beauty is improved by each Demoniac phrenzy, moping melan- period's beginning with the choly,

same letter d. And moon-struck madness, pining atrophy,

Dire was the tossing, deep the groans; Marasmus, and wide-wasting pesti


Substitute any other word in were not in the first, but were the room of dire or deep, and added by the author in the se- you will perceive the difference. cond edition, to swell the hor- And then follows ror of the description. Dr. Bent- And over them triumphant death his ley is for striking them out again, but Mr. Pope says they

Shook, but delay'd to strike. are three admirable lines. As the image is wonderfully

489. Dire was the tossing, deep fine, so it is excellently expressed the groans ; Despair &c.) This with the pause upon the first is entirely in the picturesque syllable of the verse, shook. One manner of Spenser, and seems thinks one almost sees the dart to allude particularly to that shaking. How much better is beautiful passage, where describ- this than Virgil's, Æn. xi. 767. ing the way to Pluto's grisly

-et certam quatit improbus hareign, he represents Pain, Strife,

stam! Revenge, &c. as so many per- If the line was to be altered, as sons assembled, and over them sat Horror soaring with grim thus, hue, and beating his iron wings.

And o'er them death triumphant

shook his dart, Faery Queen, book ii. cant. vii. st. 21. to st. 24.

much of the fire and spirit 490



Tended the sick busiest from couch to couch;
And over them triumphant Death his dart
Shook, but delay'd to strike, though oft invok'd
With vows, as their chief good, and final hope.
Sight so deform what heart of rock could long
Dry-ey'd behold ? Adam could not, but wept,
Though not of woman born'; compassion quell’d
His best of man,


to tears

till firmer thoughts restrain’d excess ; And scarce recovering words his plaint renew'd.

O miserable mankind, to what fall
Degraded, to what wretched state reserv'd !
Better end here unborn. Why is life given
To be thus wrested from us? rather why
Obtruded on us thus ? who if we knew
What we receive, would either not accept
Life offer'd, or soon beg to lay it down,
Glad to be so dismiss'd in peace. Can thus
Th’image of God in man created once
So goodly and erect, though faulty since,
To such unsightly sufferings be debas'd
Under inhuman pains ? Why should not man,



would be lost. The reader


His best of man, and gave him see other beauties of the same

up to tears] kind in the note upon iv. 351. This thought (as Mr. Whalley And there are several examples observes) is certainly from Shakeof it in Homer, but the Latin speare, whose words Milton has language seems hardly capable preserved at the close of the senof it; at least I cannot recollect tence. an instance in Virgil, who is the great master of versification.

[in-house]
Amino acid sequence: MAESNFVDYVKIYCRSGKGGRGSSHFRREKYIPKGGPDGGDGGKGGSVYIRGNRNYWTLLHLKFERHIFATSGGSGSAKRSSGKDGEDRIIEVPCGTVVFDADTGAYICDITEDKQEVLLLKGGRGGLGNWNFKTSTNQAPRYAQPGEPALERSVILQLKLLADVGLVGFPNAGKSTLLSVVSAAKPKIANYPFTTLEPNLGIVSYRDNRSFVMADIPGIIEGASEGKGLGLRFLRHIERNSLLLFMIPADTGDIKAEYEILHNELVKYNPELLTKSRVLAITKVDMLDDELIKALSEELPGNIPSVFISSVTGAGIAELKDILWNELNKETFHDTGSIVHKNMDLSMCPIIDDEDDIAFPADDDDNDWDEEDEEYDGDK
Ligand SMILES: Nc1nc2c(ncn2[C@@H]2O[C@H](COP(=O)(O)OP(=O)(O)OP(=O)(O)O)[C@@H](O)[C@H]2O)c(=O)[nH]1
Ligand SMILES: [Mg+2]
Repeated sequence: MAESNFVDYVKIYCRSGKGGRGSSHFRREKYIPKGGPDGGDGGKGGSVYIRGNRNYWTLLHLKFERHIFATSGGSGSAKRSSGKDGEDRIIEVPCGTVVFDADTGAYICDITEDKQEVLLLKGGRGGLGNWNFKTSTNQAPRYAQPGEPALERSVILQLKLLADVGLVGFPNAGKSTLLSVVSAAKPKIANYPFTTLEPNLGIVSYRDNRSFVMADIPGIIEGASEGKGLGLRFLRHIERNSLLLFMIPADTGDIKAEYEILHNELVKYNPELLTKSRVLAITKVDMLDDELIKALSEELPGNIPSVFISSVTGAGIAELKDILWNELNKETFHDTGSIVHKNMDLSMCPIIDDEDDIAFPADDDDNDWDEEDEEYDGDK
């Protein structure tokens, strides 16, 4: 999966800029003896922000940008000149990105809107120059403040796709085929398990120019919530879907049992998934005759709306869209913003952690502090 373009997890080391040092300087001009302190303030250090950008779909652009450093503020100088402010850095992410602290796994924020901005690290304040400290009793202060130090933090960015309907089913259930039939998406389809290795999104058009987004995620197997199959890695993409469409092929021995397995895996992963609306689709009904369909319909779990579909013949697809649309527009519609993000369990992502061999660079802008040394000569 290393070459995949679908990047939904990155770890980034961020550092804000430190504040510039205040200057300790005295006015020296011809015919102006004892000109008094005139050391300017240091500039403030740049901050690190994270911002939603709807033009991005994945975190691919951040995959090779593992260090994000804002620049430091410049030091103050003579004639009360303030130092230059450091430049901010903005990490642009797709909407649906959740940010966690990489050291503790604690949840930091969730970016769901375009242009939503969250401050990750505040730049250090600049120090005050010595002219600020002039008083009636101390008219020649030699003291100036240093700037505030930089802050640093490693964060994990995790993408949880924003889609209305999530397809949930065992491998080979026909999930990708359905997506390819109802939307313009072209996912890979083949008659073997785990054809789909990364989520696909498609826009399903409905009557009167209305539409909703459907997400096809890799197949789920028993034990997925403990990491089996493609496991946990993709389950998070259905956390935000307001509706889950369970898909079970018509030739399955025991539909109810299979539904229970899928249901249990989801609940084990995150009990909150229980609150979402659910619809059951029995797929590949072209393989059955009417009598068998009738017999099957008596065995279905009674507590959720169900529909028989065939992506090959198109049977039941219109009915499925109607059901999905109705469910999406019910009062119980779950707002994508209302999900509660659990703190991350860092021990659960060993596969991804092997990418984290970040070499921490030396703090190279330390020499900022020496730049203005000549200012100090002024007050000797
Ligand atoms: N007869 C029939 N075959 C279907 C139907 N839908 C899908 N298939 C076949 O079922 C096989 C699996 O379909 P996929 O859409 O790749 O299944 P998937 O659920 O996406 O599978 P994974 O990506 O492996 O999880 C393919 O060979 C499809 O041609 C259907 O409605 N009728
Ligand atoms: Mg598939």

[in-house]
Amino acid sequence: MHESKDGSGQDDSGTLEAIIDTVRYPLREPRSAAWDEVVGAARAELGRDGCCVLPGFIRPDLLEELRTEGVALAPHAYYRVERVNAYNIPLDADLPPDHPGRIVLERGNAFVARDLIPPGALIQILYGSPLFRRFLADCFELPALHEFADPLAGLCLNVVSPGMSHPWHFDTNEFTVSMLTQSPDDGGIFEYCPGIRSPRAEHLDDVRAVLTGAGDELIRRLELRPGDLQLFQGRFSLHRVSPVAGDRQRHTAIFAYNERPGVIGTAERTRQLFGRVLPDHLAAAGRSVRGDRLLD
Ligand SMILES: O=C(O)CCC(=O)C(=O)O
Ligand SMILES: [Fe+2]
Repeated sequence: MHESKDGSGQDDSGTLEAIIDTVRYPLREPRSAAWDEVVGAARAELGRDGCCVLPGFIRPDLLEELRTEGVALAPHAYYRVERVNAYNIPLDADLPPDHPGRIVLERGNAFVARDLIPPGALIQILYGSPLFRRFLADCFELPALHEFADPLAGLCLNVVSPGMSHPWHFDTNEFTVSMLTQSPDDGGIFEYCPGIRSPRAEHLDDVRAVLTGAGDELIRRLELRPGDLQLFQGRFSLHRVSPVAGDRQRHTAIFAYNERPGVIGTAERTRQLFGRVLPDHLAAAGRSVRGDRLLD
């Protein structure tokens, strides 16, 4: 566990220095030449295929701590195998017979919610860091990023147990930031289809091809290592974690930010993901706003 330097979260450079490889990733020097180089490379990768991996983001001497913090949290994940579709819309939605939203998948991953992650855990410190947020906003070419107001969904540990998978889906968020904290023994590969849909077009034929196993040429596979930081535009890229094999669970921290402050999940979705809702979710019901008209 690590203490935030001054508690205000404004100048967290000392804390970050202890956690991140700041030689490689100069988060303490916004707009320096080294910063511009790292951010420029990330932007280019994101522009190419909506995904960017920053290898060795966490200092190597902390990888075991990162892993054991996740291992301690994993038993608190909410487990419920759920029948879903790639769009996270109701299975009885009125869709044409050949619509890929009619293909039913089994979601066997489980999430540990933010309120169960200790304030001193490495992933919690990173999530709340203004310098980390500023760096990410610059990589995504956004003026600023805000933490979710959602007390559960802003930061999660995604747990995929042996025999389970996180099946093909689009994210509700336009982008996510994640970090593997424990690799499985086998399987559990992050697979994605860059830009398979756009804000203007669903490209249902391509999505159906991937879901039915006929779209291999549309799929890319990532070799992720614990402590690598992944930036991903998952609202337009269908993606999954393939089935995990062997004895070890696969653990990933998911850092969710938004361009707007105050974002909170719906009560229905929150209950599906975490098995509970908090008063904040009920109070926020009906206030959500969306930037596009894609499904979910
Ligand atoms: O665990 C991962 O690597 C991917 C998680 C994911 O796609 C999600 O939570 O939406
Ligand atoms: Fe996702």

I had not so much of man about me, 495.

But all my mother came into my

eyes, Though not of woman born ;

And gave me up to tears. compassion quell'd

Henry V. act iv.

Adam wept



Retaining still divine similitude
In part, from such deformities be free,
And for his Maker's image sake exempt ?

Their Maker's image, answer'd Michael, then
Forsook them, when themselves they vilified
To serve ungovern'd appetite, and took
His image whom they serv'd, a brutish vice,
Inductive mainly to the sin of Eve.
Therefore so abject is their punishment,
Disfiguring not God's likeness, but their own,
Or if his likeness, by themselves defac’d,
While they pervert pure nature's healthful rules
To loathsome sickness, worthily, since they
God's image did not reverence in themselves. 525

I yield it just, said Adain, and submit.
But is there yet no other way, besides
These painful passages, how we may come
To death, and mix with our connatural dust?

There is, said Michael, if thou well observe
The rule of not too much, by temp'rance taught,
In what thou eat'st and drink'st, seeking from thence
Due nourishment, not gluttonous delight,
Till many years over thy head return :
So may'st thou live, till like ripe fruit thou drop



517. To serve ungovern'd ap- image, when (as we read in iv. petite,] Appetite here is made 291.) a person: and took his image

-in their looks divine whom they serced, that is, un

The image of their glorious Maker governed appetite's, a brutish

shone, vice, that was the principal occa- Truth, wisdom, sanctitude severe sion of the sin of Eve, inductive

and pure ! mainly lo the sin of Eve. How 531. The rule of not too much,) different is this image from God's Ne quid nimis.

« PreviousContinue »